Youth, Father’s Day a chance to measure success

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This weekend we celebrate Youth Day and Fathers Day, which raises the question for young people and our fathers: “How will you measure your life?”

This was a question addressed to MBA students in their graduation ceremony by Clay Christiansen, a Harvard Business School professor, who specialises in innovation. This graduation address is now a book with the same title.

Christiansen, who was recently diagnosed with cancer, explores the different dimensions on how to measure your life. I will dwell on five of these dimensions. The first one is: Create a strategy for your life. Wow, that hit me big time. What is the strategy for your life? What has been the strategy of our fathers’ lives?

We never consciously craft strategies for our lives, it seems. Most of us young people coast through life without clear direction. The key for Christiansen was having a clear purpose in his life.

Rumi, a Persian mystic, says: “Everyone comes into this world for a particular task and that is their purpose. If they do not perform it then they will have done nothing.”

The second dimension to explore is: Allocate your resources. This is what I would call investing your attention capital wisely. At the end of the day, value gets created according to where you invest your attention capital.

Most business people get surprised when their marriages fail and families disintegrate with their kids distant and aloof. They probably never invested enough attention capital on these important relationships assuming that they have to make money to support them.

The millions you make cannot buy back the childhood years of your children and will not be able to recreate the enduring bond built over years of a marriage.

The third dimension is: Create a culture. This refers to a way of doing things. Families with culture are much stronger because they have defined how things get done in their family and, therefore, can be clear on how to solve the problems that they will encounter.

Christiansen highlights the value of having a culture because it “defines the priority given to different types of problems”. Families without a culture are somehow rudderless and not strong when problems come.

The fourth dimension is: Remember the importance of humility. This is a key feature in the African culture underpinned by the principle of Ubuntu.

While people think that humble people are doormats, Christiansen highlights an important characteristic of humble people: “They had a high level of self-esteem. They knew who they were, and they felt good about who they were.”

If you know who you are and what your purpose is you would never feel threatened by others and arrogance would never cross your mind.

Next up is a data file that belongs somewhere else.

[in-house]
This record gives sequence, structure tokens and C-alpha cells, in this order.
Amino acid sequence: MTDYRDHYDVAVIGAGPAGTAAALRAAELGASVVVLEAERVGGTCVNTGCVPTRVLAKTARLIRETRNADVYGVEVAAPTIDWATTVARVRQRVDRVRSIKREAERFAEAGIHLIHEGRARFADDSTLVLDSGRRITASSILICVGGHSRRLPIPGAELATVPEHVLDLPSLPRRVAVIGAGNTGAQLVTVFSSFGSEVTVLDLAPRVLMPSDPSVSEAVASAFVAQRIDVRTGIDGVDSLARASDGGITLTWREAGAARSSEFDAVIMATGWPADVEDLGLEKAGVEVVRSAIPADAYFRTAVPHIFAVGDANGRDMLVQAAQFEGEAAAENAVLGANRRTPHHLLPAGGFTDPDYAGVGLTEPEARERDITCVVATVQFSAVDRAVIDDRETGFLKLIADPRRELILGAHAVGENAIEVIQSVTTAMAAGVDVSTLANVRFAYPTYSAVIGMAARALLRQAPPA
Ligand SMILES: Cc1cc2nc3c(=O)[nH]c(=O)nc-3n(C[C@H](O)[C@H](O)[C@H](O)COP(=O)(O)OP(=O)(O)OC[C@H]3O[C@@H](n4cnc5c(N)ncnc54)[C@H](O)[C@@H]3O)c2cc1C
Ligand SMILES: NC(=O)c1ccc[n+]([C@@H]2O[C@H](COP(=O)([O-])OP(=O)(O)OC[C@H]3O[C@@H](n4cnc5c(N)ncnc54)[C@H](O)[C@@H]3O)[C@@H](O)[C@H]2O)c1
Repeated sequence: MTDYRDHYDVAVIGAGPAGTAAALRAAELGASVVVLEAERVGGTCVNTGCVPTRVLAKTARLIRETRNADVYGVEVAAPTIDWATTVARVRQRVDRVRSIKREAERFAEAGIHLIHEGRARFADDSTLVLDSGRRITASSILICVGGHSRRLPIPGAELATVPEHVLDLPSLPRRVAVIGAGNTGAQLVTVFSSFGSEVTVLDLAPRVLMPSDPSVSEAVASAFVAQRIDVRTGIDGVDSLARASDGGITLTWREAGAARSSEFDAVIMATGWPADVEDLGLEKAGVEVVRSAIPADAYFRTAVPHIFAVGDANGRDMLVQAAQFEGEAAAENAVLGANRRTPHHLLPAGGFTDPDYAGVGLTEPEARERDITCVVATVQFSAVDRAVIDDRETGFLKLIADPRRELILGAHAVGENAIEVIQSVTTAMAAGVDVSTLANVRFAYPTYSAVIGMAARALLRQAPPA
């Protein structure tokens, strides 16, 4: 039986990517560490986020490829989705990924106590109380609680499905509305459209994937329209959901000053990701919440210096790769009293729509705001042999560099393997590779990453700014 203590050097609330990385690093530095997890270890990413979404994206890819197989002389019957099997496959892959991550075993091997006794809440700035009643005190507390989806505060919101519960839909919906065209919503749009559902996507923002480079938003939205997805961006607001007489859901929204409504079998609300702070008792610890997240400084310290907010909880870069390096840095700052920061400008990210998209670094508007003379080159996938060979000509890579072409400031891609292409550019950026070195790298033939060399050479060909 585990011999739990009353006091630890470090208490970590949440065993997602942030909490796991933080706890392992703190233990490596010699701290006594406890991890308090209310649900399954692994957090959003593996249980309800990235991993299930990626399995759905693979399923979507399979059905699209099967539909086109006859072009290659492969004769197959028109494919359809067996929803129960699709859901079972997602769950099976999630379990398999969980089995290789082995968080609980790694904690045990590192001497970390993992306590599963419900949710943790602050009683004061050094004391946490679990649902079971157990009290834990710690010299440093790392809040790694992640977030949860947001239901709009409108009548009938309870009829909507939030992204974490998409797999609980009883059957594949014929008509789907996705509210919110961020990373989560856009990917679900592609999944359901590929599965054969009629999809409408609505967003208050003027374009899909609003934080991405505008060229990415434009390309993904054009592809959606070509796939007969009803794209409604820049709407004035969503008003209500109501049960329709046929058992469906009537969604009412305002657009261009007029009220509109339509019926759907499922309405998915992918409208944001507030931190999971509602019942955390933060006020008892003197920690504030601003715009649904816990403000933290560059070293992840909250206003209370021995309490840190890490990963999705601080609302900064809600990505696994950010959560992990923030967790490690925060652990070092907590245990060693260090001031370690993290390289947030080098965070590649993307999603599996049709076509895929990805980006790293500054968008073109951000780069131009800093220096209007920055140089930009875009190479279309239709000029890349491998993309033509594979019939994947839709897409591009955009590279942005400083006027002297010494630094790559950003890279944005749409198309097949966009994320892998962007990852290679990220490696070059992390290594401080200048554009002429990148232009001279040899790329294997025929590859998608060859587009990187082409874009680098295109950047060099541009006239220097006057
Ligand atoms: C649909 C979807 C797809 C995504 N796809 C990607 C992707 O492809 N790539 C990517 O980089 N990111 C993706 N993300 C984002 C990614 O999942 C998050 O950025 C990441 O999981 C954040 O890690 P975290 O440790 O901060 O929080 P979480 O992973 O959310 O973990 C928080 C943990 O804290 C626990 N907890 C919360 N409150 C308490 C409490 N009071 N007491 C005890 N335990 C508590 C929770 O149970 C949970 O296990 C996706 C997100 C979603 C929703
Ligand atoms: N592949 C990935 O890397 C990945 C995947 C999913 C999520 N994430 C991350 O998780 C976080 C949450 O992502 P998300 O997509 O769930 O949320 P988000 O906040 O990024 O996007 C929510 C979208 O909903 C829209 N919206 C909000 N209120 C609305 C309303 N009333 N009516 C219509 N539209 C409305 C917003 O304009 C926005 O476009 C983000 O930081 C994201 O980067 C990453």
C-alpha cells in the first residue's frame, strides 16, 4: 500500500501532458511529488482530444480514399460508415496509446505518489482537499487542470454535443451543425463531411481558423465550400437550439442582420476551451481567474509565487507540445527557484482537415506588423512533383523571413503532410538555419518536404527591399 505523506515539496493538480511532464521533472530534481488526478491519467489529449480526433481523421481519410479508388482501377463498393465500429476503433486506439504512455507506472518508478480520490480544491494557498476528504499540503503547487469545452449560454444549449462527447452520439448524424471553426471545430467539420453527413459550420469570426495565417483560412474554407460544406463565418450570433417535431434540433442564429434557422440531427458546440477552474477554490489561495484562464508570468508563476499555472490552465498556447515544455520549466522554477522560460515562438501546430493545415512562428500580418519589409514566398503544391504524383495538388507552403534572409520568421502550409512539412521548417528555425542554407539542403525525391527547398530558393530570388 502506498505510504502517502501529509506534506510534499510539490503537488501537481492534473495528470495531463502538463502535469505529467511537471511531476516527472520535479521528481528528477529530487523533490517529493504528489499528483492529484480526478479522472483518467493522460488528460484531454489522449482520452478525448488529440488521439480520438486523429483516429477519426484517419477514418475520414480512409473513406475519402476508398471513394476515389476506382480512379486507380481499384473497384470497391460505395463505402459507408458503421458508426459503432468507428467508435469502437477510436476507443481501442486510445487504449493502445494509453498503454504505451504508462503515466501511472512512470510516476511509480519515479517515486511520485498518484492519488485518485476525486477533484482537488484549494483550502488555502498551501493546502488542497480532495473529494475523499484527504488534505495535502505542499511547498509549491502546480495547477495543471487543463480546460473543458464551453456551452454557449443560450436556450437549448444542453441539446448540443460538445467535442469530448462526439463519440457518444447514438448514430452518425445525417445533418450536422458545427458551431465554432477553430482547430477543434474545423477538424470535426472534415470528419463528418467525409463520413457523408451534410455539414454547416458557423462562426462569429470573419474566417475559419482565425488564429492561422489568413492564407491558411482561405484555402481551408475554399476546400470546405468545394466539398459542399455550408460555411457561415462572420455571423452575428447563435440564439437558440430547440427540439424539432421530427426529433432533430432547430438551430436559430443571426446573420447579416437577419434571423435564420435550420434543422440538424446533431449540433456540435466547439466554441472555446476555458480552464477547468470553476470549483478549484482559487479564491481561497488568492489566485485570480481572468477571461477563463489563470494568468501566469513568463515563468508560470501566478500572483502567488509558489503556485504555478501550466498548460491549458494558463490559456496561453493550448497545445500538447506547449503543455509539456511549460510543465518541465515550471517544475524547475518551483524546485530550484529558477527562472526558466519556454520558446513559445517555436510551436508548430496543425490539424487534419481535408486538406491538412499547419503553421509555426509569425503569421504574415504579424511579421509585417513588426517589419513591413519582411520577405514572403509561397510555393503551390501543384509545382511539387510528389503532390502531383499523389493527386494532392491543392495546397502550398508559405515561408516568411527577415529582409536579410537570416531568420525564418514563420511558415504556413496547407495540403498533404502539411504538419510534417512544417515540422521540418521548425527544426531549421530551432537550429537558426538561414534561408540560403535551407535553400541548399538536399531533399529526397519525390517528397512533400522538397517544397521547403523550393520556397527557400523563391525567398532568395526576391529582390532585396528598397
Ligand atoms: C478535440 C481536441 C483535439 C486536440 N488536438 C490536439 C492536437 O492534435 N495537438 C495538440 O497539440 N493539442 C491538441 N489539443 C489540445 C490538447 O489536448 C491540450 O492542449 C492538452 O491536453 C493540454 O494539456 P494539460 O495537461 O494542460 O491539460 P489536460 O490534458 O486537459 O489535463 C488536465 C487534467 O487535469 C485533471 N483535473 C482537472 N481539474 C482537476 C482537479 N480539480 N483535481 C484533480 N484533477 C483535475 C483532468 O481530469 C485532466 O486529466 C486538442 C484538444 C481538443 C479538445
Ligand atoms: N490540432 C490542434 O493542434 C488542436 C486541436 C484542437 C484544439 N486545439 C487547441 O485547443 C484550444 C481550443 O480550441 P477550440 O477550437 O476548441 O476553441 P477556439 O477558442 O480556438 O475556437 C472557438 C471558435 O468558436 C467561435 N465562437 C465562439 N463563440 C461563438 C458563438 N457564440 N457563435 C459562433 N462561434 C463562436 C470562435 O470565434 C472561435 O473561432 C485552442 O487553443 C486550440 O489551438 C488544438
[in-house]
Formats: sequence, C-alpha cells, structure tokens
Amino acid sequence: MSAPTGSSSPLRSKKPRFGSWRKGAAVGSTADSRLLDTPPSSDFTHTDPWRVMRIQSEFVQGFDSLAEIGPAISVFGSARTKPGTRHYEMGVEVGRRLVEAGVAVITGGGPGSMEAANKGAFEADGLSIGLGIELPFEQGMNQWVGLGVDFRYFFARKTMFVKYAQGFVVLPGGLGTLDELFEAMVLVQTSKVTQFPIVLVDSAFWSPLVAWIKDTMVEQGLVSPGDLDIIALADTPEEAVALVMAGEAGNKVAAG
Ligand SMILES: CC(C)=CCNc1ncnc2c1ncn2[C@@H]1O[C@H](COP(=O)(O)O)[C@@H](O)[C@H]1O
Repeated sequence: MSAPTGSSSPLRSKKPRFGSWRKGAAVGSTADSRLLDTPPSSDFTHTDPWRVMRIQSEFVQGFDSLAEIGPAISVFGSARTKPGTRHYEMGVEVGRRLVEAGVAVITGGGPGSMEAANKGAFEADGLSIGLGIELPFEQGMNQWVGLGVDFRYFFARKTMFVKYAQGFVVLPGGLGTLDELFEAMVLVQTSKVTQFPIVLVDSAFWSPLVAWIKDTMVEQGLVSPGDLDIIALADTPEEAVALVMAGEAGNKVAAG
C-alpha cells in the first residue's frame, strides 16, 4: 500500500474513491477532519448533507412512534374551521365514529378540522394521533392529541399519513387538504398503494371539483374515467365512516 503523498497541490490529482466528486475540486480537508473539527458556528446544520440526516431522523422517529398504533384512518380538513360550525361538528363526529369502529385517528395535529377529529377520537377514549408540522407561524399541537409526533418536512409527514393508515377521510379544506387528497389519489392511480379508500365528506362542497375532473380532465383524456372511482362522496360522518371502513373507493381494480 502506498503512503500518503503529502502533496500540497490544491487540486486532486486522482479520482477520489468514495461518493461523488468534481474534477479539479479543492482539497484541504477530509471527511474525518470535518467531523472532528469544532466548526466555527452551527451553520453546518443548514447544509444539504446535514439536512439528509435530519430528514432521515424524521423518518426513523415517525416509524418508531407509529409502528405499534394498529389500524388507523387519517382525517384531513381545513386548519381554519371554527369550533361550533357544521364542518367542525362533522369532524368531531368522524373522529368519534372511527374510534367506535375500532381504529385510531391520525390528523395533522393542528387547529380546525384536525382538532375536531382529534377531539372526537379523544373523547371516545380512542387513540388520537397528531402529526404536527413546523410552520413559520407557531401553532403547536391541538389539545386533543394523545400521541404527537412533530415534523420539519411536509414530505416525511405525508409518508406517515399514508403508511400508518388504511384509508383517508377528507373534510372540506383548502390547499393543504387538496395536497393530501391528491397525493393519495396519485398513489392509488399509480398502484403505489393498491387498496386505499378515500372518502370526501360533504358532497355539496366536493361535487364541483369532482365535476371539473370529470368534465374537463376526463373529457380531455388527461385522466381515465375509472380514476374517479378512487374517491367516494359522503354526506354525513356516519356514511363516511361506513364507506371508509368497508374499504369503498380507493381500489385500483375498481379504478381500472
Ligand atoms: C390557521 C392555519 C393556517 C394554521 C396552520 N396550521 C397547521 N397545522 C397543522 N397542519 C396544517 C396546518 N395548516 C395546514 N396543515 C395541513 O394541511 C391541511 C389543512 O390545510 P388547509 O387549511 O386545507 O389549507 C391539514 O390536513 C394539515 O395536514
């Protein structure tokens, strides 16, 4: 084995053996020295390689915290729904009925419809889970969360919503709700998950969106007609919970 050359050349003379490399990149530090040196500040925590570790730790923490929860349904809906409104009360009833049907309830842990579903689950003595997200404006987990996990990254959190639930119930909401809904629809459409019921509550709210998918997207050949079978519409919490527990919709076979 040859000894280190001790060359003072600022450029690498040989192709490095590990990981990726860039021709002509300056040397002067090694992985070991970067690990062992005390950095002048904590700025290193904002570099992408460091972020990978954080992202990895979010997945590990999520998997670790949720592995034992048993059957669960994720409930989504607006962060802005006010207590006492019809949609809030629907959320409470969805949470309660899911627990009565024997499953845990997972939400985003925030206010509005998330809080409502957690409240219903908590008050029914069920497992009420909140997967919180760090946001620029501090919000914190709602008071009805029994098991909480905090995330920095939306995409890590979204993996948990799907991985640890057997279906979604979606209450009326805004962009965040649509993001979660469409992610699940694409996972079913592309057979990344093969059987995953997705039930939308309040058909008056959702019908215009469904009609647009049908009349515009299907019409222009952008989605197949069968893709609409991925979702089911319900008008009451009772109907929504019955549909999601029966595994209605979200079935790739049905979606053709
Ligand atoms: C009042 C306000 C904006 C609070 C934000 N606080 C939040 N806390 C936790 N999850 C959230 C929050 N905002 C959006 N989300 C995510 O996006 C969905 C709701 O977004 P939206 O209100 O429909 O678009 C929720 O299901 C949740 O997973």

Arrogant people have low self-esteem, which is why they hide it with their arrogance.

Humility is powerful when embedded in the culture of your family because it will create a strong foundation for many generations to come.

The last dimension is: Choose the right yardstick. Will my life be measured by the amount of money I made, by the deals I concluded during my career?

Christiansen said: “I’ve concluded that the metric by which God will assess my life isn’t dollars but the individual people whose lives I’ve touched.”

It is the intangible measures at the end that matter. People will forget how much money you’ve made, how many deals you’ve concluded, that you took your company to record levels of profitability.

These things probably matter now to you, but in the greater scheme of things they will mean nothing because somebody else can surpass these tangible records.

This is probably clear for the billionaires of our age, such as Bill Gates and Warren Buffet, as they plan to die broke by giving away their wealth during their lifetimes.

The legacies that matter are the ones that touch people’s hearts and souls and not related to wealth.

Look at the legacies of mystics, poets, writers, artists, musicians, scientists and great philanthropists. They have touched our hearts and souls, which is why their works and discoveries have an immortal slant to them.

Christiansen’s final recommendation is: “Think about the metric by which your life will be judged, and make a resolution to live every day so that in the end, your life will be judged a success.”

Young people have a great opportunity to define this metric now and our fathers can reflect what that metric is for them and pass it on to us as part of their legacy.


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